Economic strains on consumers are putting pressure on nonessential expenditures. Is the news all bad? What may help subscription-based consumer companies navigate this challenging environment?
Payments and commerce consulting group PYMNTS published their September 2022 Subscription Conversion Index commentary summarizing the current state of the consumer economy and strategies subscription companies may employ to navigate this environment.
Consumers Are Anxious About Economic Conditions
Consumers are anxious about current economic conditions, especially inflation. 85% of consumers are concerned about inflation, with 58% believing that the cost of living will be higher next year.
Consumers, on average, are paying between $101 and $500 more per month on groceries and $101 to $250 more per month on gasoline.
Cutting Nonessential Spending
As a result of economic concerns, consumers are changing their spending habits. 11% of consumers have eliminated all nonessential purchases. 76% of consumers have changed the way they buy groceries, with 43% only buying the essentials.
Subscriptions Are Not Immune from Inflation’s Effects
Consumers are paying more for their subscriptions and indicate that price is a major driver in the decision to either initiate or terminate a subscription.
How Subscription Companies May Navigate Economic Uncertainty
In conversations with subscription companies, the report indicated that flexibility is key to navigating economic uncertainty. Specifically, subscription companies must be flexible with their payment and cancellation policies.
Flexibility with Cancellation Policies
Subscription companies need to be flexible with their cancellation policies, recognizing that a consumer’s financial situation can change suddenly. First and foremost, subscription companies need to be completely open about cancellation and payment options. Then, they need to be flexible with cancellation policies, allowing consumers to pause or cancel subscriptions as their financial situation changes.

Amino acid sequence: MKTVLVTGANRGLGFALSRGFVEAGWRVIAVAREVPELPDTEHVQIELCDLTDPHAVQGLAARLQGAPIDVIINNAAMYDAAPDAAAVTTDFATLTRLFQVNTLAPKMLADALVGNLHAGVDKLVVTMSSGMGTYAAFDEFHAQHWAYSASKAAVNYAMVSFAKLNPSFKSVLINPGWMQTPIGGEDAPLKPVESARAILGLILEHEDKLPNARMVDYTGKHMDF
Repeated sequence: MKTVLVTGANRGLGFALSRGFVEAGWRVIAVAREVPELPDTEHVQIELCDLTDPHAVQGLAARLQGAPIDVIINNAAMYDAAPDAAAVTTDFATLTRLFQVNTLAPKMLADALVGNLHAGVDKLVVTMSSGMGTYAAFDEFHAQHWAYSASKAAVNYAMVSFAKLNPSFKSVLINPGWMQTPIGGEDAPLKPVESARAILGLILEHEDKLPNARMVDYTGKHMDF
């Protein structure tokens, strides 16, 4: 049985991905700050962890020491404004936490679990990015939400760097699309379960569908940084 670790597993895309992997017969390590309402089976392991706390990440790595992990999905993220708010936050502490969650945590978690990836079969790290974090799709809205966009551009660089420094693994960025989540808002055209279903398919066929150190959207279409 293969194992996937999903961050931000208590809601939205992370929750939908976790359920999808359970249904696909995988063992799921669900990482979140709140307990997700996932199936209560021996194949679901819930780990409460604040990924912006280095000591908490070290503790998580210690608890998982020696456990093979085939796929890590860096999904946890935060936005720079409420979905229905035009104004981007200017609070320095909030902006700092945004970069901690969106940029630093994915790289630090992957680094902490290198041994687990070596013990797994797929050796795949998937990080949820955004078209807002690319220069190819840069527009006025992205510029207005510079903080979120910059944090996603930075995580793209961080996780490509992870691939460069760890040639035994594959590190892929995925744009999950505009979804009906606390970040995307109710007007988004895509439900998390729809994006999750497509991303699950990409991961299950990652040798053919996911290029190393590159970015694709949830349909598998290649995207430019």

Flexibility with Payment Policies
Subscription companies need to offer more flexibility with payment options. This includes allowing customers to pay using their preferred payment method, e.g., digital wallets, credit, or debit cards. It also means allowing them some flexibility to set up a payment schedule, even the flexibility to decide what day of the month to make their payments.
Still More Companies Entering the Subscription Economy
Despite challenges, more companies are recognizing the potential benefits of subscription-based models and are offering new products.
The NFL unveiled a $5 per month product that gives subscribers live game access on their mobile devices and additional on-demand content. This is in addition to their NFL+ and NFL+ Premium packages.
Tripadvisor, USA Today, and The Weather Channel are bundling their offerings into a subscription-based product.
Car manufacturers are increasing their subscription-based options with BMW offering an $18 per month heated seats subscription, Toyota offering a remote start service, and GM aiming for $25 billion in revenue annually from subscription-based software and services by 2030.
The Fount Subscription Economy ETF (SUBS)
The Fount Subscription Economy ETF (SUBS) seeks to provide investment results that, before fees
and expenses, generally correspond to the total return performance of the Fount Subscription
Economy Index. The Index was designed to measure the performance of companies engaged in the business of providing subscription services, i.e., companies that sell products or services for recurring subscription revenue.
SUBS may present an attractive vehicle for individuals to gain exposure to companies offering subscription-based pricing models.
For a full list of holdings, please click here.
 Unless otherwise noted, all data sourced from: Economic Strains Put Nonessential Subscriptions Under Fire: Subscription Commerce Tracker Series, PYMNTS, September 2022
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